The death sentence given to a Pakistani Christian convicted of blaspheming Islam and the Prophet Muhammad has been suspended by a Pakistani court.
The suspension--issued Tuesday by a two-judge panel of the Lahore High Court--remains in effect until a full appeal of the sentence is decided.
The judges' decision came after two days of Muslim-Christian clashes and the suicide of a prominent Roman Catholic bishop, who killed himself to protest the death sentence given to Ayub Massih, 26.
Massih, a Catholic, was sentenced to death in April after he was convicted of blasphemy, a capital offense in predominantly Muslim Pakistan.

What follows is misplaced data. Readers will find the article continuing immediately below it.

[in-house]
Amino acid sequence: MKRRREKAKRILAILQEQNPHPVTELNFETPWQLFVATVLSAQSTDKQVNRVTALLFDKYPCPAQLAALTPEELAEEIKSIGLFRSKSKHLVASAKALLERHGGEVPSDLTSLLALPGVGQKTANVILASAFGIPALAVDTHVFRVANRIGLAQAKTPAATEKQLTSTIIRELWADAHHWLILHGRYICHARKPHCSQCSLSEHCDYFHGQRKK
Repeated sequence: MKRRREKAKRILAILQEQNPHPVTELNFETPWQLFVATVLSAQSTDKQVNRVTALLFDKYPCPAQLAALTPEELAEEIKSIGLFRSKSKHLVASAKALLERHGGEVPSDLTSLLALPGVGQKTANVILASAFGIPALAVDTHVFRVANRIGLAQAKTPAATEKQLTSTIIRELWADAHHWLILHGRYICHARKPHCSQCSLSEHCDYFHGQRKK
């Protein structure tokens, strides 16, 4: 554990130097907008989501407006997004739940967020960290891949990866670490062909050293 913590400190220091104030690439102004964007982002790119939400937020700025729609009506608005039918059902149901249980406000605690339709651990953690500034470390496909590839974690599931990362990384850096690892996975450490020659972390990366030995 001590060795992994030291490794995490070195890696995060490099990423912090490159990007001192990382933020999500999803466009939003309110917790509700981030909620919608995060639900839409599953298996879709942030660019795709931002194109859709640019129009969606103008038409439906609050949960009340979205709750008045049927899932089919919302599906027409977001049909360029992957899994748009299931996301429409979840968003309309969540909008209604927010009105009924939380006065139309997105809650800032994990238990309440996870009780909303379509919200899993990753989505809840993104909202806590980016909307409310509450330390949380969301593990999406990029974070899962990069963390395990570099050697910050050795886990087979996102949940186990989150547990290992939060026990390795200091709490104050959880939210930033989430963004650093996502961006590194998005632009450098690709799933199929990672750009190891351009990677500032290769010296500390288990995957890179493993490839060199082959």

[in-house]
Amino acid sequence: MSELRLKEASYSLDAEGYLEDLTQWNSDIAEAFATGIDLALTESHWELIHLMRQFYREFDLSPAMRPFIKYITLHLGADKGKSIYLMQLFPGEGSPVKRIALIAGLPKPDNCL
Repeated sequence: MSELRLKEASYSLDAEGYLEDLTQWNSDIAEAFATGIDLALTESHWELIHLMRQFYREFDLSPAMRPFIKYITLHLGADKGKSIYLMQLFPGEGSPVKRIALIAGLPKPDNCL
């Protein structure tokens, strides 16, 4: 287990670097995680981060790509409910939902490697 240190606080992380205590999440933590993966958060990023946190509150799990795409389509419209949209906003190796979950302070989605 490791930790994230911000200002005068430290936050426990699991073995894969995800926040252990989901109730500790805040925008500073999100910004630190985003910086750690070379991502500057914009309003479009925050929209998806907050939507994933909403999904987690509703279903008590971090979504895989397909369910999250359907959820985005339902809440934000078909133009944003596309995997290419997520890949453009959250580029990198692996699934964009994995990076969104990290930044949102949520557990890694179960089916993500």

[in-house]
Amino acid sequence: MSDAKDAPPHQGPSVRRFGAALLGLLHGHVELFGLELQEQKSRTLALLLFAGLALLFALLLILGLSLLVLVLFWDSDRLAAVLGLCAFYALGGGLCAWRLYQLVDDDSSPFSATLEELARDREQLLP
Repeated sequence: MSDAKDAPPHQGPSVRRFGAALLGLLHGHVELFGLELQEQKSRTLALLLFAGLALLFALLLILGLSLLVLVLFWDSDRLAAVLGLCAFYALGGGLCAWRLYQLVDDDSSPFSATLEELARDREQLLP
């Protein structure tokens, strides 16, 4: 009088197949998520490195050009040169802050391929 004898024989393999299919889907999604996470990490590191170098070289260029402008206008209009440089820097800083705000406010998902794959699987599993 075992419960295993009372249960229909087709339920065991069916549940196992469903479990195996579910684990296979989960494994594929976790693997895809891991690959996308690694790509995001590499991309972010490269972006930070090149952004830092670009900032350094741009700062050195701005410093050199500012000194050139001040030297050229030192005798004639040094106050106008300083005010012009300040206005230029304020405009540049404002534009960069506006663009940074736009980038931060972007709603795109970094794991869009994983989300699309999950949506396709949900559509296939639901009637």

Massih was charged with speaking favorably about Salman Rushdie, the writer who went into hiding nearly a decade ago after Iranian Muslim officials declared his controversial novel "The Satanic Verses" blasphemous and placed him under a death sentence.
Reports from Pakistan say the charge against Massih was part of a land dispute between Muslims and Christians.
Meanwhile, the National Council of Churches has sent a letter to Pakistani Prime Minister Nawaz Sharif expressing regret over the death of Bishop John Joseph and concern for Massih.
The New York-based church group described Massih as "a man medically and emotionally ill as well as innocent of the charges brought against him by religious fanatics. . . . We understand he has been deprived of legal help due to threats by these same fanatics against lawyers who might take his case."
The NCC urged repeal of the blasphemy law "in order to create fairness and equity for all religious communities" in Pakistan.